It's Just a Game
I've noticed a subtle shift in some of the board games that have made their way into our house. But what seems subtle while we're playing, actually upends the paradigm of the way we think about games and subsequently ties into the discussion of "architectural" vs. "engineering" thinking.
In engineering there is a "correct" answer and a metric to prove it. A solution can be the least expensive, the shallowest, the strongest, etc. All of these can be verified through calculations and testing, and the testing show that it's right or wrong, 1 or 0. The validation of each piece is the validation of the whole. For instance, a truss is a structural member that is made up of individual parts. Those parts are made of a particular material (steel or wood, say)and are shaped a certain way. Each piece and its shape are evaluated for tension, compression, torque, etc., all the stresses that will be applied in the truss's particular use: a bridge, for example. The material's ultimate strength is compared to the calculated stresses. Each piece passes or fails each test. If all pieces pass, then the entire truss passes.
An architectural solution can't be measured as right or wrong, only as "better" or "worse"; there is no absolute. Because architecture is a complex, experiential product that is evaluated as a whole, the individual pieces aren't evaluated on their own but, rather, as an integral part of the whole. Architects have always admired the absolute answers provided by engineering and have come up with phrases to make their ideas seem airtight with such canards as "a machine for living" or "form follows function".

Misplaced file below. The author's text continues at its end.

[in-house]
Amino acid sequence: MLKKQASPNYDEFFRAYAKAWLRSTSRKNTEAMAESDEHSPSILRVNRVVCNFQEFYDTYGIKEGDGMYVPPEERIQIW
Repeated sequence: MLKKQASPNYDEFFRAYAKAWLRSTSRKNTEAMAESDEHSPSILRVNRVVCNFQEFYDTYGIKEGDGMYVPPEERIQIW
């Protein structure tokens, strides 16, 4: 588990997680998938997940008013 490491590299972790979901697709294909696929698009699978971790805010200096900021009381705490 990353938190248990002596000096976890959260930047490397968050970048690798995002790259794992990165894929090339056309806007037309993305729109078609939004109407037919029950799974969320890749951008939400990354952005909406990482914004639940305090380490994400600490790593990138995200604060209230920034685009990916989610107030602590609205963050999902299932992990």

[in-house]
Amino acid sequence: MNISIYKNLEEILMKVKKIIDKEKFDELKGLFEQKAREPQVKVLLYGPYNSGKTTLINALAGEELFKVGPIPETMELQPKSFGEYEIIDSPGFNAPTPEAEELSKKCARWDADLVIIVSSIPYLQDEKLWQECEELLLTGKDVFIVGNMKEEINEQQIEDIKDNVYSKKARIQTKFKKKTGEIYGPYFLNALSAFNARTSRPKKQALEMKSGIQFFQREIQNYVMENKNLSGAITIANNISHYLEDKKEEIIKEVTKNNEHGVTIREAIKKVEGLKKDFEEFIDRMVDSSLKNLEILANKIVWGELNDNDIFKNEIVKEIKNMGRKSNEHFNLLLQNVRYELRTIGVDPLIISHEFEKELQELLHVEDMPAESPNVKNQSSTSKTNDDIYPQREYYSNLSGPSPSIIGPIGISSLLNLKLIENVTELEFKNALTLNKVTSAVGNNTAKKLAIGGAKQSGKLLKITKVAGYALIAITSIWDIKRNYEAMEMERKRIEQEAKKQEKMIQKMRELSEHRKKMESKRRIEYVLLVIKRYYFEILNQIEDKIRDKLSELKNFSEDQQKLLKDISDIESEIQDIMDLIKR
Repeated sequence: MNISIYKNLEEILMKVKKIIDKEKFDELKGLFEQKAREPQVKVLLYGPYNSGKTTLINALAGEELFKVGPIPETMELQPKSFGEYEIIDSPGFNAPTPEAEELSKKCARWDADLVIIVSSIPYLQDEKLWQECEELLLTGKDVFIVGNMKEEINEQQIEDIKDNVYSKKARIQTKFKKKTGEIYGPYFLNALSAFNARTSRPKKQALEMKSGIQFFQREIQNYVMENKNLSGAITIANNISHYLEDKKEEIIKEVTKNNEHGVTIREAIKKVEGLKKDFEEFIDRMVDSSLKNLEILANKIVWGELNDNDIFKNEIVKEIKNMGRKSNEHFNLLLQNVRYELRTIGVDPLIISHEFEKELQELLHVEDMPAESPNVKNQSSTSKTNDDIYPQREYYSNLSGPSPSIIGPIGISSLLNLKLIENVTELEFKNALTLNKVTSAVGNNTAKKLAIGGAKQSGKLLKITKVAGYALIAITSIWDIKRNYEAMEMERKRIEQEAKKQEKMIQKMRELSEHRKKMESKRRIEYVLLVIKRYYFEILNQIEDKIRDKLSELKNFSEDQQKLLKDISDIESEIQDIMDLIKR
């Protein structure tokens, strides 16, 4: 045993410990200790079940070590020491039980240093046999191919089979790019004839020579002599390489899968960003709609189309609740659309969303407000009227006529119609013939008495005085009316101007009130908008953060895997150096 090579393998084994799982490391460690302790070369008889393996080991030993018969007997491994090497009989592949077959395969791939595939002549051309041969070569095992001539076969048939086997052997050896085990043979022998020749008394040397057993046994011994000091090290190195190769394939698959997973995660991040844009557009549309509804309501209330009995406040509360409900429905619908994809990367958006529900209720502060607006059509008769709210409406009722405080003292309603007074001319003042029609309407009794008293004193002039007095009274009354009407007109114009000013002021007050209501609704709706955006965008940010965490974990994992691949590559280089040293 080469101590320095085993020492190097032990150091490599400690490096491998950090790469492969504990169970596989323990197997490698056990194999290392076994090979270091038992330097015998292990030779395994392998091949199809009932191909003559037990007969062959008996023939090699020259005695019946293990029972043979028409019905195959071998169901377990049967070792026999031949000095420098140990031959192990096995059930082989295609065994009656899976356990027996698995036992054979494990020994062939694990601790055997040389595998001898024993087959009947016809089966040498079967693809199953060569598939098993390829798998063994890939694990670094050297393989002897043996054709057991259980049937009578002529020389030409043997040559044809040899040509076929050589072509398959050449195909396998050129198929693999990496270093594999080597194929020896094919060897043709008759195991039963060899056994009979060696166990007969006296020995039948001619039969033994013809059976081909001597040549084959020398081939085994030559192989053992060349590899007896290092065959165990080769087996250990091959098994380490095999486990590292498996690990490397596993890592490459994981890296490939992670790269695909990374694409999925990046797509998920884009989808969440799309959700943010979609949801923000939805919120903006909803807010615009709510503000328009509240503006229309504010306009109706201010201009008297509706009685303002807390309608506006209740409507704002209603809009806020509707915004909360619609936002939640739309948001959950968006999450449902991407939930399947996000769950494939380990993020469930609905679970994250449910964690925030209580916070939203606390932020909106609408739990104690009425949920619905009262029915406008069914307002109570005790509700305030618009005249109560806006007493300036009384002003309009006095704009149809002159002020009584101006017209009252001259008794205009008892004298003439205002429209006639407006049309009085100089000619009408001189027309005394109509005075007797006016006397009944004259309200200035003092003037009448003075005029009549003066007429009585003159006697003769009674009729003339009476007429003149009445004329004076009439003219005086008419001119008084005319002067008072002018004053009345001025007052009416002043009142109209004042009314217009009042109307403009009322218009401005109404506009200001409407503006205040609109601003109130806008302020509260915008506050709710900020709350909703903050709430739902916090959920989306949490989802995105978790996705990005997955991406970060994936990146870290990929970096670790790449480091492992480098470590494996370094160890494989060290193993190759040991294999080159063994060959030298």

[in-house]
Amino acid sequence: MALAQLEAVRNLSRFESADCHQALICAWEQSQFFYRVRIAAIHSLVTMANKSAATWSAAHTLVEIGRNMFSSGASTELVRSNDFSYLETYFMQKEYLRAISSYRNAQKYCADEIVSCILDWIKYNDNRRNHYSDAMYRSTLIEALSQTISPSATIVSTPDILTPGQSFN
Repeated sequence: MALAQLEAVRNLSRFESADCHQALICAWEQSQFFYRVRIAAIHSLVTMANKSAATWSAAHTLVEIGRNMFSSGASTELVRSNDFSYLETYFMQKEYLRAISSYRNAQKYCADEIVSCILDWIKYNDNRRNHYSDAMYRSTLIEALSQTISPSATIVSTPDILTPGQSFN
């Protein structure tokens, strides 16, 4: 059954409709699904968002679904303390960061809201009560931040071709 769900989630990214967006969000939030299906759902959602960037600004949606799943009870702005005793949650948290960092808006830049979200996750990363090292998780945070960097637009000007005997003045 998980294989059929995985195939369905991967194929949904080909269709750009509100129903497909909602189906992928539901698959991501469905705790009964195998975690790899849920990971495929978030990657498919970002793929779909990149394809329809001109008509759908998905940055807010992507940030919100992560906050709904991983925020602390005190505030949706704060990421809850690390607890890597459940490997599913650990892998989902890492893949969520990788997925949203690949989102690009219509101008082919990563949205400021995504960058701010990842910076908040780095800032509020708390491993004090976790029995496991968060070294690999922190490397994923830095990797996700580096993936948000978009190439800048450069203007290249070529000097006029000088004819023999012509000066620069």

Most games in the past have followed the engineering formula. The rules are set down for all to understand and every aspect of play is measured against it. All moves are legal, or not. There is a winner, all others are losers. That makes the playing field level; everyone follows the rules and no subjectivity creeps in to muddy the results.
Our family has been playing another type of game called Apples to Apples. There are two decks of cards, one red and the other green. The game consists of each player holding 5 cards from the red deck(below). The judge for the round is one of the players who sits out the hand. She flips over a card from the green deck (above) and lays it face up. The players then choose one card in their hand that resonates with the judges card. The judge makes the decision and awards the card to the player whose choice she rules the best. The difference? It's the judges opinion that wins the hand; there isn't a "correct" answer as defined in the instructions. Sometimes irony wins.
Is it subjective? I suppose it is. But "subjectivity" is not the same as "random". Most players during most of the hands will agree with the decision of the judge. Why? Because they are immersed in the same culture which forms a shared "subjectivity". The game trades on "meaning", not the meaning of the individual words, but the meaning as it is understood in our culture.
which card did you pick?
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